There is, in fact, an apparent contradiction here between prophecy and history which I have not seen explained, or even noticed by ordinary commentators. That the territory of Zebulon did not reach to the city of Sidon is certain. Perhaps the following considerations may reconcile the prophecy of the dying patriarch with the subsequent his



tory and home of Zebulon. In the time of Jacob, and at the distance of Egypt, Zidon was the representative of all Phoenicia. She was, in fact, the mother of that people, and was so spoken of by Homer several hundred years after the death of Jacob. Homer does not speak of Achzib, or Acre, or Dor, but only of Zidon, when he has occasion to mention this country. But Phoenicia, or Sidonia if you please, extended south of Acre, and Zebulon bordered on the sea for a considerable distance along that part of the coast; Jacob therefore spoke according to the received geography of his time, but with prophetic brevity mentioned only the parent city. When, however, Joshua, several hundred years later, came to divide the country between the tribes, it became necessary to specify the subordinate places, and no doubt some of the cities south of Sidon had by that time risen to importance, and might well give name to the coast in their vicinity; at all events, Joshua was obliged to mention them in defining the limits of the tribes. Hence, though Zebulon touched the sea far south of the city of Sidon, yet "his haven of ships” was actually a part of the general coast of Sidonia when Jacob gave forth his prophecy. Nor is it at all improbable that the territory of Sidon did originally extend southward to where Zebulon had his border at the sea, thus meeting the very letter of the promise.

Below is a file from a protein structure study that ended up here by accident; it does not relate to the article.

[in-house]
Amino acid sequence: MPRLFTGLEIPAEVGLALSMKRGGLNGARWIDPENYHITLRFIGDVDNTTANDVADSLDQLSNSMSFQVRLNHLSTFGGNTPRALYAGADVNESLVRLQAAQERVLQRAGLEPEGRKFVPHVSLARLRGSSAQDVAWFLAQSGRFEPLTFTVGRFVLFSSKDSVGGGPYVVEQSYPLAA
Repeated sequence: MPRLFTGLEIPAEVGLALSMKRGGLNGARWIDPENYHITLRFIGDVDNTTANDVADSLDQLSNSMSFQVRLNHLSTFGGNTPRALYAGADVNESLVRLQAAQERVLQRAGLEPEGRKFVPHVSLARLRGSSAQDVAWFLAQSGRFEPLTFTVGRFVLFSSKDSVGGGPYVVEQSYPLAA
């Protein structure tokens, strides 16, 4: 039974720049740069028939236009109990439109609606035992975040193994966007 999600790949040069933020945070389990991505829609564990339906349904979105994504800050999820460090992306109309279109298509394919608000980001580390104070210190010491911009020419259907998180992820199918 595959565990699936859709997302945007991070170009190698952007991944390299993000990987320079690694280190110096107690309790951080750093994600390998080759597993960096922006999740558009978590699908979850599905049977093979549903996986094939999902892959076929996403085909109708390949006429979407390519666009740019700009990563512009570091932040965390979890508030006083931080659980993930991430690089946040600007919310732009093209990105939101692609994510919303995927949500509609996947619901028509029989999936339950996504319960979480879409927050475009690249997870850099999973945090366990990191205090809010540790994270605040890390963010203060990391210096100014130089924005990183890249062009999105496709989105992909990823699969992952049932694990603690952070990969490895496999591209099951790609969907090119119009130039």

March 13. Our friends accompany us to Khaifa and Carmel this morning, and we may anticipate a pleasant ride round the head of this bay.

What dark and sluggish stream is this we are approaching?

It is the Nahr Naaman—the Belus, which Pliny says had its origin in a lake called Cendevia. He speaks of its insalubrity, and no doubt the fevers which afflict Acre have their origin in the marshes of this stream. It rises below Shefa 'Amr in large fountains, now called Kurdany, which drive a number of mills. This Kurdany is doubtless Pliny's Cendevia. It is, in fact, a large marsh, called a lake by the same sort of courtesy that dignifies this brook with the name of river. The evil qualities of the water, and also its dark color, are derived from the marshes at the head of it. I came near being swamped in its fathomless depths of mire. The lake is made, like that of Hums on the Orontes, by a strong and ancient dam across the lower end of the marshes. The whole area may be three miles in circuit, and the river at the mills is quite as large as here at the sea. The entire length is not more than six miles. It is pleasant to be able to confirm the statement of Pliny about this lake, for its existence has been denied by modern travelers.

Pliny repeats the story about the discovery of glass by sailors cooking their dinner on the sand at the mouth of this river. What have you to say to that?

When descending from Yerka to Acre several years ago, I noticed that the rock for many miles had a vitreous appearance, as if it had actually been smelted in some grand furnace of nature, and needed only to be melted over again and refined to make it genuine glass. The idea occurred to me at the time that the disintegration of this vitreous rock might have furnished the glassy particles in the bed of the Belus, and other brooks which fall into the sea along this part of the coast, and which first led to the discovery of